A customer analysis helps you to get a good sense of who your customers are so that you can decide which segment you want to target as part of your marketing plan. Among other things, you need to know what is their demographic, their location, how they found you, how they buy from you, what are the perceptions they have of your brand, how do they interact with your brand, and what are their opinions about your competitors?
To learn more about tools to understand customers you can have a look at my article about Customer Profiles / Buyer personas.
b. Product analysis: Evaluate your product or service in terms of how it delivers value to your customers. What we are looking for is a product-market fit perspective. A tool you can use for this is the Strategyzer Value Proposition Canvas that is also used to draw up a customer profile.
c. Competitor analysis: Who are your competitors? How do they have a competitive advantage over you in terms of price, reputation, customer service and size? How do you have a competitive advantage over them?
d. Look at the environment you operate in: These include external factors such as economic, political, social, technological and environmental trends and their possible impact on your business.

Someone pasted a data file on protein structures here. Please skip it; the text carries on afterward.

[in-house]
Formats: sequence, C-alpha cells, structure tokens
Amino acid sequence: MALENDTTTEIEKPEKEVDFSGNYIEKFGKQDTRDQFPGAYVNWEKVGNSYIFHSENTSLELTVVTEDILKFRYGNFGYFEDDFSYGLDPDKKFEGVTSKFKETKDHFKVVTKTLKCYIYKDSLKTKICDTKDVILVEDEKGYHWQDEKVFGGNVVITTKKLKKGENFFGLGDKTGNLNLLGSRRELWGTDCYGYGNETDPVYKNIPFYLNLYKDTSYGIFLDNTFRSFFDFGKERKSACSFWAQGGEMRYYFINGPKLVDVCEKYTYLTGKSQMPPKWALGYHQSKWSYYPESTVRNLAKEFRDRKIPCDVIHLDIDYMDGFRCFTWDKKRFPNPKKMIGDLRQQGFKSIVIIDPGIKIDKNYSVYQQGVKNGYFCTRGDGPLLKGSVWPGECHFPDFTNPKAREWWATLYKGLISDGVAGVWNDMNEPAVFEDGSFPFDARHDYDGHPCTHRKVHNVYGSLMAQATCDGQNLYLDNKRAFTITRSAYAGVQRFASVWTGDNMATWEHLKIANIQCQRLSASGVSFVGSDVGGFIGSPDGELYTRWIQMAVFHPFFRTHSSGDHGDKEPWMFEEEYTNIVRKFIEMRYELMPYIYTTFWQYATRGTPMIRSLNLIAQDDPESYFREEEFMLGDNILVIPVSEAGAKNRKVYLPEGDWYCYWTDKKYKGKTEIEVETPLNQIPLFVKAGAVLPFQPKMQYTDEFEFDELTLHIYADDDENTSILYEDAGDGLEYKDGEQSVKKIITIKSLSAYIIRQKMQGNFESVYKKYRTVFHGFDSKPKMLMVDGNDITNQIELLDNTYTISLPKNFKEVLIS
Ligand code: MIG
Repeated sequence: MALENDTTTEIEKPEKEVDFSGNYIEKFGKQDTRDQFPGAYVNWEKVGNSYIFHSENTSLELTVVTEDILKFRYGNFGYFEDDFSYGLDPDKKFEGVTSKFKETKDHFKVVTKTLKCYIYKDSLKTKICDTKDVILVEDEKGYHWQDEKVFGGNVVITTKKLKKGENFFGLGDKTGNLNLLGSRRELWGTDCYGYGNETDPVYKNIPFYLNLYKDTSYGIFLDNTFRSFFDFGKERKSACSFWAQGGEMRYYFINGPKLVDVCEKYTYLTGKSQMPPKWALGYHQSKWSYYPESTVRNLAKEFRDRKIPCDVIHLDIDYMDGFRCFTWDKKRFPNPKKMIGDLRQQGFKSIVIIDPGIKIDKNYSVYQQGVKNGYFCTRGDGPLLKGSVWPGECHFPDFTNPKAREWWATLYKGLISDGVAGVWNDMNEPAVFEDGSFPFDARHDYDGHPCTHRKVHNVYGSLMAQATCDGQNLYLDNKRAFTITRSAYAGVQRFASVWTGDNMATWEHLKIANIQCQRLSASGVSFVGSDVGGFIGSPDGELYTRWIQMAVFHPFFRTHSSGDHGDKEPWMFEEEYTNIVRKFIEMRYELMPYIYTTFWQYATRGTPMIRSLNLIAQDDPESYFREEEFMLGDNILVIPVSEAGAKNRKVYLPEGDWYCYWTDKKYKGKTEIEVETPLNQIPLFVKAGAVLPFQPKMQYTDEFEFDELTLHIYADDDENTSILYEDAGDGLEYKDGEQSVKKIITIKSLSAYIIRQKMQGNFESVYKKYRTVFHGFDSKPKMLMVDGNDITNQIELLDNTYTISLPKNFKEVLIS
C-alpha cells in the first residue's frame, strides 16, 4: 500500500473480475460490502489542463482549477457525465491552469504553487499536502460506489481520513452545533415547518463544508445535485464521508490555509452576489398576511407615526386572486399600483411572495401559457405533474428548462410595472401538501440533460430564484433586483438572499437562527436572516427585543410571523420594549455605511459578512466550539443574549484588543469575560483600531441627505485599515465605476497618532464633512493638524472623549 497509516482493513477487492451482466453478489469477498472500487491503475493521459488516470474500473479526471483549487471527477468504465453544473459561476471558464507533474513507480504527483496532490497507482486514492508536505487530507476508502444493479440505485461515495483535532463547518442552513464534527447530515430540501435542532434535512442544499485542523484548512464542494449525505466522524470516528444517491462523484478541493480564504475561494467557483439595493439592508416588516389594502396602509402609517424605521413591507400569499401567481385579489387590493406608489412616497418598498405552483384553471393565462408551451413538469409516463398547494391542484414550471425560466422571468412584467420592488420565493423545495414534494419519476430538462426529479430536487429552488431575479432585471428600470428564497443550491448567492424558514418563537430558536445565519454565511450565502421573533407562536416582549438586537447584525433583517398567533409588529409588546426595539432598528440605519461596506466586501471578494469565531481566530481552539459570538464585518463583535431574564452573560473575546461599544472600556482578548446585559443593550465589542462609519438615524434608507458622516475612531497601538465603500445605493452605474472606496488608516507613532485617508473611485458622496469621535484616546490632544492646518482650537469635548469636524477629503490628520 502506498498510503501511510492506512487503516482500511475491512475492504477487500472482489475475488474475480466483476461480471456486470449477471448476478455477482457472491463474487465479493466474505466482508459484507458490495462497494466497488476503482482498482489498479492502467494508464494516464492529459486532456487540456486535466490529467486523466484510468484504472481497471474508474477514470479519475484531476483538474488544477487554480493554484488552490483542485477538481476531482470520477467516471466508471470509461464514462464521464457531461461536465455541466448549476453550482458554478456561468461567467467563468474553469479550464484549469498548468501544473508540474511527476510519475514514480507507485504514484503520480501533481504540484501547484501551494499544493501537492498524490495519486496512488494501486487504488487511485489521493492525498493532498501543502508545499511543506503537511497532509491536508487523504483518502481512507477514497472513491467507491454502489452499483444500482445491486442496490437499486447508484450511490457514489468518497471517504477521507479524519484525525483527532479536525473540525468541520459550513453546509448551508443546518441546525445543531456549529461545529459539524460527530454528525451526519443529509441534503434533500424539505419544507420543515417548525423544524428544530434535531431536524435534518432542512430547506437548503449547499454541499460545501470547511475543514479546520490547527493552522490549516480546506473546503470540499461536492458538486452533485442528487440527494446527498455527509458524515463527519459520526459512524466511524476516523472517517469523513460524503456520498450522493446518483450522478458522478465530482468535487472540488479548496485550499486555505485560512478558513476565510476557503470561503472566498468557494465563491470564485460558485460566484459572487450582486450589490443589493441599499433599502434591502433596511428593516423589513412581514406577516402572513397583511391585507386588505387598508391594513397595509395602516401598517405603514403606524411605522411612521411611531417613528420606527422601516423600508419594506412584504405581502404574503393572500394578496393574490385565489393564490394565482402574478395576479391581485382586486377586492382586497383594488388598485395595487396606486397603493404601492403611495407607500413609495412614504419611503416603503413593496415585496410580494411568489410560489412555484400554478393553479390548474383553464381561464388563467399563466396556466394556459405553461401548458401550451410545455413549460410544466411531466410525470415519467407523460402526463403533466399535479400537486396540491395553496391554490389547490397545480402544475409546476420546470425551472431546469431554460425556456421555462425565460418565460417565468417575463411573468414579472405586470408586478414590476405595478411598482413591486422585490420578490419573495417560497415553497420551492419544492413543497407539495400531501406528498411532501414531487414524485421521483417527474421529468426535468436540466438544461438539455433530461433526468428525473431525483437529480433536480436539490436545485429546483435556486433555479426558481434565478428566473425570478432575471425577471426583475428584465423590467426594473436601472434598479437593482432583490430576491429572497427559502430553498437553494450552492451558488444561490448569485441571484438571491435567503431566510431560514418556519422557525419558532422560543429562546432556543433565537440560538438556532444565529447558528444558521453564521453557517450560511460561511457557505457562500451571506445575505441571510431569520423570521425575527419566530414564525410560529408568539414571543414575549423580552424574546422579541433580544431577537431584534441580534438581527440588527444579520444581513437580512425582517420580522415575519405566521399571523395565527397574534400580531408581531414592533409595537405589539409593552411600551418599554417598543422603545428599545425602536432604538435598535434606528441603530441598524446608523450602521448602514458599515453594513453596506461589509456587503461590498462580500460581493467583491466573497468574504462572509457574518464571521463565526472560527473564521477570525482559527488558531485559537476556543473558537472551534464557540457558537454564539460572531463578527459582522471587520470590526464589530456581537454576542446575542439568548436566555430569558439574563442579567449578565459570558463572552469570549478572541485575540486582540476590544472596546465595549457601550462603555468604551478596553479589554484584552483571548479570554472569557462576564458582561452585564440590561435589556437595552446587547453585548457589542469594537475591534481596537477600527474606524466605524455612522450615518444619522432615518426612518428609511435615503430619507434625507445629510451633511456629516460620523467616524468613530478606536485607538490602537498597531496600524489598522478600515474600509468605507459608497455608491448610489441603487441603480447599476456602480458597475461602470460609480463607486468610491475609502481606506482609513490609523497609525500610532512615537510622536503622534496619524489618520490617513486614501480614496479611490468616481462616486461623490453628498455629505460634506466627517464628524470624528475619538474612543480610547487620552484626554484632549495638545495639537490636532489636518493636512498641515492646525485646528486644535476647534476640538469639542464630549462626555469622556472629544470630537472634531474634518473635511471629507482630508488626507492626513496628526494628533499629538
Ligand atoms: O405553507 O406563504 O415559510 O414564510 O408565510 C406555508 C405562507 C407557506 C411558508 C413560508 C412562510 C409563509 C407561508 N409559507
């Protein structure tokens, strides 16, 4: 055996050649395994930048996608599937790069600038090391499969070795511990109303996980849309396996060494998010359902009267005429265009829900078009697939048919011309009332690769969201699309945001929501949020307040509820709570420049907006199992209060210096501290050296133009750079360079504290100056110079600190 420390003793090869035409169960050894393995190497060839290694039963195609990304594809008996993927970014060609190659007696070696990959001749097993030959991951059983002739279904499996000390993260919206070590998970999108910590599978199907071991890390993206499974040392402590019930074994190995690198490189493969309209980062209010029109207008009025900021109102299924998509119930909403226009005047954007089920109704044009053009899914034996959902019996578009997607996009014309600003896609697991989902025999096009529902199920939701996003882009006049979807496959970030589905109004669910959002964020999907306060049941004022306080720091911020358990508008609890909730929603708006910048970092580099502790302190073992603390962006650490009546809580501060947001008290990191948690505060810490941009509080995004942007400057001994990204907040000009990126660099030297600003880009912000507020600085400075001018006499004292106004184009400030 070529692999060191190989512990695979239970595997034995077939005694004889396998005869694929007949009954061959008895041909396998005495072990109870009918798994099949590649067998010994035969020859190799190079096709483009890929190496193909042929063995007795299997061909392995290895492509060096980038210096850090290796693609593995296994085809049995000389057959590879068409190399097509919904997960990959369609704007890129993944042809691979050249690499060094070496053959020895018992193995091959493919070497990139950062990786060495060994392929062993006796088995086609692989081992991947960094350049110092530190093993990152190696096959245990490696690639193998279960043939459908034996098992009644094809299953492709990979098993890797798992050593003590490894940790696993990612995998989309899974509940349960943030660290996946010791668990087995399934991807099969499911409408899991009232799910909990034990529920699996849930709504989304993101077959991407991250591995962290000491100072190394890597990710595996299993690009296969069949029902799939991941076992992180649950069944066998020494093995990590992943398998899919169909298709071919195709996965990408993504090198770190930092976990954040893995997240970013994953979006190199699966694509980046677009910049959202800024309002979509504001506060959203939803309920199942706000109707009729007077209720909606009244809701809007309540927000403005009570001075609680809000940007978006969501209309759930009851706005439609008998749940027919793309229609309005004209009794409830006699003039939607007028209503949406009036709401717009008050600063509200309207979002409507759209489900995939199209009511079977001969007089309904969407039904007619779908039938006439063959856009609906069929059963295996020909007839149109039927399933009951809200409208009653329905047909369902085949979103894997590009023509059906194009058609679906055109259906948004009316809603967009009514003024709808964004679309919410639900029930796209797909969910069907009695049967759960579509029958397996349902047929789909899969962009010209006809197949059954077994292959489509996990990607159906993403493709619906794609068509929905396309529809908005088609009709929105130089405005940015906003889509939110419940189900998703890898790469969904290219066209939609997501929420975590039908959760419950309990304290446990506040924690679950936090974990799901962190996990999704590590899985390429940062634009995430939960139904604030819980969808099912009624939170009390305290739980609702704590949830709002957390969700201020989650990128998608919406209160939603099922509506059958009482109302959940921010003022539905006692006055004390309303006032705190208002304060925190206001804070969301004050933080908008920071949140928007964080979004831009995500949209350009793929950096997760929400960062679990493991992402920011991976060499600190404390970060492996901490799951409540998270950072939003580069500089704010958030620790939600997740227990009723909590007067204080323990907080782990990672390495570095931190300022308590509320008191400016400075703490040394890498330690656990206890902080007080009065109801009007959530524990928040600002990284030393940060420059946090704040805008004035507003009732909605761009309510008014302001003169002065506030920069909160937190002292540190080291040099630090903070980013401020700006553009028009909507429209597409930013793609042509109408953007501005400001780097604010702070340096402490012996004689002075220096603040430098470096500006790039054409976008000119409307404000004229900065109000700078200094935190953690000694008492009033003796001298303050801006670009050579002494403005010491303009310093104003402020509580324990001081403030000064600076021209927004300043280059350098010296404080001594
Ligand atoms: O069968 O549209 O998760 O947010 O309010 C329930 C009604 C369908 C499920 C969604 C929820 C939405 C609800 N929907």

e. SWOT analysis: You can use the findings from your environmental analysis to then conduct a Swot analysis where you look at the strengths, weaknesses, opportunities and threats that may affect your business and performance. Here you also look at internal factors such as whether you have the human capabilities and financial resources for your new marketing plans.
OBJECTIVES – Where Are We Going
The second step in drawing up a marketing plan is to be very clear about your long-term objectives such as the vision and mission of your marketing strategy as well as short-term objectives such as the 5S goals defined by PR Smith as:
Sell – Grow sales and market share.
Serve – Add value to what you offer the customer.
Sizzle – Stickiness and the wow factor.
Speak – Two-way communication with customers.
Save – Quantified efficiency gains.
Experts have suggested that each of the 5S goals must be SMART – Specific, Measurable, Achievable, Relevant, Time-bound – to be effective.